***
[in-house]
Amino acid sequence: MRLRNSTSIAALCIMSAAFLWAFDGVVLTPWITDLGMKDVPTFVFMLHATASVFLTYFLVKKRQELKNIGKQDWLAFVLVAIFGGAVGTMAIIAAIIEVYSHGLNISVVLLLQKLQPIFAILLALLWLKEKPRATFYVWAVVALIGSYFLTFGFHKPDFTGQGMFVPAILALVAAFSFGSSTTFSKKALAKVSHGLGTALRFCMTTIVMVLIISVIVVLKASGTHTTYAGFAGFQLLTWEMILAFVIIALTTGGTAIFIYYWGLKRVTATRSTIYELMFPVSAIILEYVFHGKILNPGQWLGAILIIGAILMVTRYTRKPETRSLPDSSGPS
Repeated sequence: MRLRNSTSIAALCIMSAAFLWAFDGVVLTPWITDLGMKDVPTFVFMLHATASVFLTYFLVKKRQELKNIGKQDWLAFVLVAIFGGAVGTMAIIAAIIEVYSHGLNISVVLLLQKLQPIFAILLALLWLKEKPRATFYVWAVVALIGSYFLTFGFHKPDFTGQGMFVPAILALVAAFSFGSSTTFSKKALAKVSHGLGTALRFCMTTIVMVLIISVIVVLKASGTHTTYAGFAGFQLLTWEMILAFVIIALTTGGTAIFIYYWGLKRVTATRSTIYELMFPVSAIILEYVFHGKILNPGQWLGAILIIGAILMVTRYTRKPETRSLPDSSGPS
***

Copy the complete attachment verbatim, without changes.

[in-house]
Amino acid sequence: MRLRNSTSIAALCIMSAAFLWAFDGVVLTPWITDLGMKDVPTFVFMLHATASVFLTYFLVKKRQELKNIGKQDWLAFVLVAIFGGAVGTMAIIAAIIEVYSHGLNISVVLLLQKLQPIFAILLALLWLKEKPRATFYVWAVVALIGSYFLTFGFHKPDFTGQGMFVPAILALVAAFSFGSSTTFSKKALAKVSHGLGTALRFCMTTIVMVLIISVIVVLKASGTHTTYAGFAGFQLLTWEMILAFVIIALTTGGTAIFIYYWGLKRVTATRSTIYELMFPVSAIILEYVFHGKILNPGQWLGAILIIGAILMVTRYTRKPETRSLPDSSGPS
Repeated sequence: MRLRNSTSIAALCIMSAAFLWAFDGVVLTPWITDLGMKDVPTFVFMLHATASVFLTYFLVKKRQELKNIGKQDWLAFVLVAIFGGAVGTMAIIAAIIEVYSHGLNISVVLLLQKLQPIFAILLALLWLKEKPRATFYVWAVVALIGSYFLTFGFHKPDFTGQGMFVPAILALVAAFSFGSSTTFSKKALAKVSHGLGTALRFCMTTIVMVLIISVIVVLKASGTHTTYAGFAGFQLLTWEMILAFVIIALTTGGTAIFIYYWGLKRVTATRSTIYELMFPVSAIILEYVFHGKILNPGQWLGAILIIGAILMVTRYTRKPETRSLPDSSGPS